Over the past two years, tech giants such as Facebook, Google, and Microsoft have been brought into question over anti-trust concerns. The Apple vs. Epic case, where Epic sued Apple over its unfair App Store policies, was the straw that broke the camel’s back as it lead to several more courts around the world persecuting multinational technology conglomerates to answer to the law.
Governments and regulatory authorities have been alerted by the monopolistic behavior of these companies and, in some cases, how personal user data was being handled with leniency. The situation surrounding these big-name companies has shifted from unquestionable to scrutinized in the span of just two years and it seems like it’s not going to slow down anytime soon. .
South Korea is ready for third-party payment systems
Several courts have called in these companies and put them on the pedestal to explain their business practices. South Korea is one of those countries that launched investigations into multiple tech giants after the Apple vs. Epic case became the talk of the town. The problem with Apple in particular is their control over the App Store that acts as a monopoly around the world, vilifying small developers by taking a large cut from their sales. The same concern exists with Google, but the cherry on top with Google is privacy concerns over user data.
Last month, the bill to ban App Store (aka Apple) and Play Store (aka Google) from restricting developers to only their mandatory purchase systems was passed. This was similar to the judge’s order in the Apple vs. Epic case where the court ruled that Apple will have to lower the barriers of its App Store and allow third-party payment systems. But, Apple has appealed that decision and, likewise, they ignored this amendment for the time being, as well.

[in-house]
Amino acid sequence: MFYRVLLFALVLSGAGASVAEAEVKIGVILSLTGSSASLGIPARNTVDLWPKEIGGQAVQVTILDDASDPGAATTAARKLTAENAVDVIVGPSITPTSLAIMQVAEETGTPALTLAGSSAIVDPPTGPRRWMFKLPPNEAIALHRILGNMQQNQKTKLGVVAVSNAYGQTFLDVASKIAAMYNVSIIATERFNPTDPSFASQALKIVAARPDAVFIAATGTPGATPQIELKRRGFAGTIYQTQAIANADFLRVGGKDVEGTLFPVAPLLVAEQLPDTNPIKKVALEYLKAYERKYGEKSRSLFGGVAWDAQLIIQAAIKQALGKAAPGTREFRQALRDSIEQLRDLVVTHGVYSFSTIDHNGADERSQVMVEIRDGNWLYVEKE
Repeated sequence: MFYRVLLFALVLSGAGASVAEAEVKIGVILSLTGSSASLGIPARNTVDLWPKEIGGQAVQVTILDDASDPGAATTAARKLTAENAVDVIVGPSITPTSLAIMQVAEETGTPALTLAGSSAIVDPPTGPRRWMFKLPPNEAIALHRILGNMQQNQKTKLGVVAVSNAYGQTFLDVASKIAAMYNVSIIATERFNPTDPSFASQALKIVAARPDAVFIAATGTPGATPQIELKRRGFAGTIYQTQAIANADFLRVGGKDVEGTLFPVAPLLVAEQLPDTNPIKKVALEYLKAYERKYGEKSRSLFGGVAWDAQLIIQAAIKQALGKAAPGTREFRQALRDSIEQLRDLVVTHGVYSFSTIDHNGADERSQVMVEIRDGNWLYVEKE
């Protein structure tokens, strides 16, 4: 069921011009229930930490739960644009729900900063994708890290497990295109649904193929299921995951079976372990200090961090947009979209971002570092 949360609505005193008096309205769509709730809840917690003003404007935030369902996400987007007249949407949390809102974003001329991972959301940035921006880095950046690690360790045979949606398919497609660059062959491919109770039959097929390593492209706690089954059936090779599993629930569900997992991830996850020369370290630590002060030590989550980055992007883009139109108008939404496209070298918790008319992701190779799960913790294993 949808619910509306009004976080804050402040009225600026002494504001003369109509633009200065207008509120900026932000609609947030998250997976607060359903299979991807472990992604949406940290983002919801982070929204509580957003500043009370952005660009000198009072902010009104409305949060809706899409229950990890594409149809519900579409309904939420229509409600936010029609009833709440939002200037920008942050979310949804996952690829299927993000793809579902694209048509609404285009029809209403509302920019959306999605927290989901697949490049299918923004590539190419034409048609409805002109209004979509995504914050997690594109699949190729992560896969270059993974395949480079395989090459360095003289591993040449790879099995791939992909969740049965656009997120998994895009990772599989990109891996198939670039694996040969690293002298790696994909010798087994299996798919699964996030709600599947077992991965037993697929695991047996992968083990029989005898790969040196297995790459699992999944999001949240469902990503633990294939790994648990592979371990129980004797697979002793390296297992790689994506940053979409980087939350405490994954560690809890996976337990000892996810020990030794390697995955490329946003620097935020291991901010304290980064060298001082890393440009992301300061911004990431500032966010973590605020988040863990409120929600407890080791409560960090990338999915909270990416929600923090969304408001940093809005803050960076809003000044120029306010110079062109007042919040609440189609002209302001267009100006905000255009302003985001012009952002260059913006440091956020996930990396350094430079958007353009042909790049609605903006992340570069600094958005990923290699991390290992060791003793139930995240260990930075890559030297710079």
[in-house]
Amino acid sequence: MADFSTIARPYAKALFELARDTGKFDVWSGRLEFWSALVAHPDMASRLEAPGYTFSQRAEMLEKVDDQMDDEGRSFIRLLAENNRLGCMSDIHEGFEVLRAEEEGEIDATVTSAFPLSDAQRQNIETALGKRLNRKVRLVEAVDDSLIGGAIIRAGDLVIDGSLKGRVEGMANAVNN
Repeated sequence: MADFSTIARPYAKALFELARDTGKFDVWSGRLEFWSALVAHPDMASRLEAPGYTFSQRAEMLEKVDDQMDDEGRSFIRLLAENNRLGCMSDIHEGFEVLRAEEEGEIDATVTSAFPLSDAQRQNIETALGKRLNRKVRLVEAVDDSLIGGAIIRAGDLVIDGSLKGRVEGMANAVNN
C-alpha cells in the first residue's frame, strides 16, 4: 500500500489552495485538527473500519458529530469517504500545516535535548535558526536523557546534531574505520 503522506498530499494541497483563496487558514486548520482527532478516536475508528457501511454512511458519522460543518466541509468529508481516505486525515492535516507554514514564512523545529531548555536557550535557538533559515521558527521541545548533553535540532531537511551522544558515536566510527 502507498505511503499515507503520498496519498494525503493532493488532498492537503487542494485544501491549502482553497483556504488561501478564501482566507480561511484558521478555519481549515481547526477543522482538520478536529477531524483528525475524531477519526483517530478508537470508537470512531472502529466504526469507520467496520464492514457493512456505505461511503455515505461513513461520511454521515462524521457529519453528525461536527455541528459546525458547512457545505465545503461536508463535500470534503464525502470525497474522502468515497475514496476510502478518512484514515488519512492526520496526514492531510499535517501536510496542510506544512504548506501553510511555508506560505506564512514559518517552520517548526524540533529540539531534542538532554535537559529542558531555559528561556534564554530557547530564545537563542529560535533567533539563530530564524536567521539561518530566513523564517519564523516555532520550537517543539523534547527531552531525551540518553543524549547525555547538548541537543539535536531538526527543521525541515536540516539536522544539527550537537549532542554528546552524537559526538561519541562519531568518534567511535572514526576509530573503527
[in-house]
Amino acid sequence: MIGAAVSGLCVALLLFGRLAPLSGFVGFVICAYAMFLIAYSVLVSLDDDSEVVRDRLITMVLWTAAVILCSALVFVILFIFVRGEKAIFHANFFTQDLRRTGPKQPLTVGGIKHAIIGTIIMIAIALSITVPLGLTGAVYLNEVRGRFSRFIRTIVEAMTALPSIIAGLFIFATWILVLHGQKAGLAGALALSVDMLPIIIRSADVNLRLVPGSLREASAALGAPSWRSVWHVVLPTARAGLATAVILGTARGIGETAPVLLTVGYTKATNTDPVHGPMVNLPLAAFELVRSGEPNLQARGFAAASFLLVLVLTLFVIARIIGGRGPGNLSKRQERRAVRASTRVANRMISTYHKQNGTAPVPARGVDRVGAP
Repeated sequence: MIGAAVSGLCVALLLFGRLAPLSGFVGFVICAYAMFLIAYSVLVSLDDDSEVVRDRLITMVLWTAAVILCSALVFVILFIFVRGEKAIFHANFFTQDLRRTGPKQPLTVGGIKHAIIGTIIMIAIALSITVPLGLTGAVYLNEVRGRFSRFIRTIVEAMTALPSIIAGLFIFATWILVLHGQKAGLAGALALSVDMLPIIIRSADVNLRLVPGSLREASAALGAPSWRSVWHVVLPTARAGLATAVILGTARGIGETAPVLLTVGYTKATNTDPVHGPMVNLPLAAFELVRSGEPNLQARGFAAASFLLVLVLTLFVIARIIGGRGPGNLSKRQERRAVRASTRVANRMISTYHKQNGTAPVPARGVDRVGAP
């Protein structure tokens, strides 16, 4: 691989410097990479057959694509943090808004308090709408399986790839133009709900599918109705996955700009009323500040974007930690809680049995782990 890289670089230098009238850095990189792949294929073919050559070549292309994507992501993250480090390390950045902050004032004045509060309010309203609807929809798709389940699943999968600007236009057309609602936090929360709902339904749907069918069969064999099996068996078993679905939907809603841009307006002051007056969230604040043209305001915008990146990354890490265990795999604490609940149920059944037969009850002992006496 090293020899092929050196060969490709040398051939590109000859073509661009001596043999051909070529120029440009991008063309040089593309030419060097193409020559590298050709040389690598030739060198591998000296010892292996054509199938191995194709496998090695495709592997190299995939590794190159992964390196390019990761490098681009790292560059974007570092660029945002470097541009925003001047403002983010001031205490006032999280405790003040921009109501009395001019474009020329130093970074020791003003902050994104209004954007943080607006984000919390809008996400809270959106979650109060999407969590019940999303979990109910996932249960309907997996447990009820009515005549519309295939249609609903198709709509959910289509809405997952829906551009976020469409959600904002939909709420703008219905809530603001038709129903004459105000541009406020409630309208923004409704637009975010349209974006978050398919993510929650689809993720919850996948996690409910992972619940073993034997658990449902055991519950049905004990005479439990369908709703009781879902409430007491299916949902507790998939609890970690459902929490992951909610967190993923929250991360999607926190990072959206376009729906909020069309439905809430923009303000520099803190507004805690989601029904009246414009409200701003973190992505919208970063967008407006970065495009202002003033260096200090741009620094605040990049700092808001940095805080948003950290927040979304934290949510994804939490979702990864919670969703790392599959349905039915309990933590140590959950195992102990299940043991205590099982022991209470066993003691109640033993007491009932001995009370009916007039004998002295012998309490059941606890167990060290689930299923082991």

However, Reuters has just reported that Korea has strongly urged Apple and Google to explain their plans on implementing third-party payment systems by mid-October. Apple and Google don’t have a choice here where they can just refuse to comply. If they wish to oppose the bill—which they most likely will—whatever explanations they have for that need to be given to the South Korean courts by next month.
The Korea Communications Commission will soon be drawing up an enforcement ordinance that will accompany the amendment of the country’s Telecommunications Business Act. Most of the new law went into effect in mid-September.
The enforcement ordinance is expected to be drafted within six months or possibly earlier, the official said.
Time and time again, Apple has reiterated that the App Store in question is one they’ve created so they have full right to exercise ultimate control over it. Apple has said that the App Store is a safe, secure, and fair marketplace for all, and that developers prefer it because of how trusted the platform is. However, actual developers feel differently and governments are starting to sympathize with them over Apple.
What this could entail
This is obviously an enormous ask from Korea and one that will not sit right with either of the Silicon Valley giants. If approved, Apple would lose out on a ton of app sales revenue and potentially lose its efficacious grip on the market. Same thing goes for Google. The App Store is one of the major money-makers for Apple, generating over $64 billion in sales last year. So it’s safe to say, there is a very weak chance that Apple will just simply comply with the authorities and not appeal the decision.
Most developers choose to launch their apps on iOS instead of, or before, on Android. This is because the App Store is marginally more popular and contains the most amount of users targetable. Hence, a developer will reach out to as many people as possible if they release their app on iOS. So that’s what they do but then Apple’s unavoidable 30% cut comes in and ruins it all. This also applies to Android, but once, again, most developers would prefer their app to be on iOS over Android because of the user population.
Therefore, a change in policy, albeit only in Korea, can finally give developers a way to bypass Apple’s outrageous taxes and connect straight to the customer with a third-party payment system outside of the App Store. Many developers have been advocating for this in the past few years amidst growing anti-trust concerns over these companies. And, it looks like maybe the impossible change is finally here.
Apple works similarly on a global scale, meaning that their policies around the world are mostly consistent. So, a change in Korea, if it were to happen, could carry along a pervasive aftermath that would force Apple to change their rules worldwide. Various media publications reached out to Apple and Google for a comment but they did not receive any immediate replies. We will update this article accordingly if any relevant information surfaces.